After the Doklam standoff, the two militaries made efforts to improve relations following the Wuhan summit.

Besides resuming the defence dialogue after the standoff, the two countries also held the 21st round of border talks.

National Security Advisor Ajit Doval and China’s State Councillor and Foreign Minister Wang Yi, who are the Special Representatives for the border talks, held the discussions on November 24 in Chengdu during which they called for intensifying efforts to find a solution to the vexed border dispute.

The two sides also held the ninth defence dialogue on November 13 led by Defence Secretary Sanjay Mitra and Lt General Shao Yuanming, Deputy Chief of Joint Staff Department of Central Military Commission of China.

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135 hurt in ‘yellow vest’ protests in France, PM calls for ‘dialogue’

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Paris: A total of 135 people have been injured after violence broke out between police and groups of masked youth in several French cities during protests against high living costs, said Interior Minister Christophe Castaner.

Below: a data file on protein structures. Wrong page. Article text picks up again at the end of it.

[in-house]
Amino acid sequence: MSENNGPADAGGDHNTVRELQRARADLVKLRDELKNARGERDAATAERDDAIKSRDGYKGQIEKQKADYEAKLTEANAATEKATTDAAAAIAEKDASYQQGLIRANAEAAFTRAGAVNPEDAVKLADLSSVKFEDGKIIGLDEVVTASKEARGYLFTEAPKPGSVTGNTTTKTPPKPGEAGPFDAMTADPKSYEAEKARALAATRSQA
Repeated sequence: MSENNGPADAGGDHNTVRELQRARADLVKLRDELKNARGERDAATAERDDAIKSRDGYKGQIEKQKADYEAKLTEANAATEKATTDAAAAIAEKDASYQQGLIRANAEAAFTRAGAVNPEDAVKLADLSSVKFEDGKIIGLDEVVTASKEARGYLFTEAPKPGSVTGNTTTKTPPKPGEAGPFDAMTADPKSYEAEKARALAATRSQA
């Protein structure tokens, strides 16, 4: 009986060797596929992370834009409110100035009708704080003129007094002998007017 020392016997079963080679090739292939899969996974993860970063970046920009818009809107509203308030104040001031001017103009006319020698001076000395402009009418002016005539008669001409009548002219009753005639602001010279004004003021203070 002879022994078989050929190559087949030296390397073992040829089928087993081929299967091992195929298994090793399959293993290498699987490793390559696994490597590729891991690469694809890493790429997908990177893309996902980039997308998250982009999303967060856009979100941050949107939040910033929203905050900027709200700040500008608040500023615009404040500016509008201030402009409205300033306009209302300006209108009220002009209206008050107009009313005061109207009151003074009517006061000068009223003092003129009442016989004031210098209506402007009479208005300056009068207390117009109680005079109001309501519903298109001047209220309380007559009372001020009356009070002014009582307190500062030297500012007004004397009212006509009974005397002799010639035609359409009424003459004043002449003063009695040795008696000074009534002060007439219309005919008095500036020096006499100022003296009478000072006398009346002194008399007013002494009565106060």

Besides, 1,385 people have also been detained.

Created on social media, the “yellow vest” movement which got its name from the high visibility vests drivers keep in their cars, has lured people of all ages and backgrounds.

With no leader, it had turned into a bigger movement denouncing a squeeze on household spending, high living costs caused by Macron`s fiscal and economic policy which they say favours the rich. Some even demanded Macron to step down.

In a joint press briefing with Prime Minister Edouard Philippe on Saturday, the Minister added that 974 individuals remained in police custody and that the figure could rise.

At least 10,000 demonstrators participated in the Paris march, while 125,000 protesters turned out across the country.

Among the injured were 17 police officers who were hurt in the scuffles mainly in the French capital and Bordeaux city, Xinhua news agency reported.

“The situation is under control,” Castaner said, adding “…but totally unacceptable.”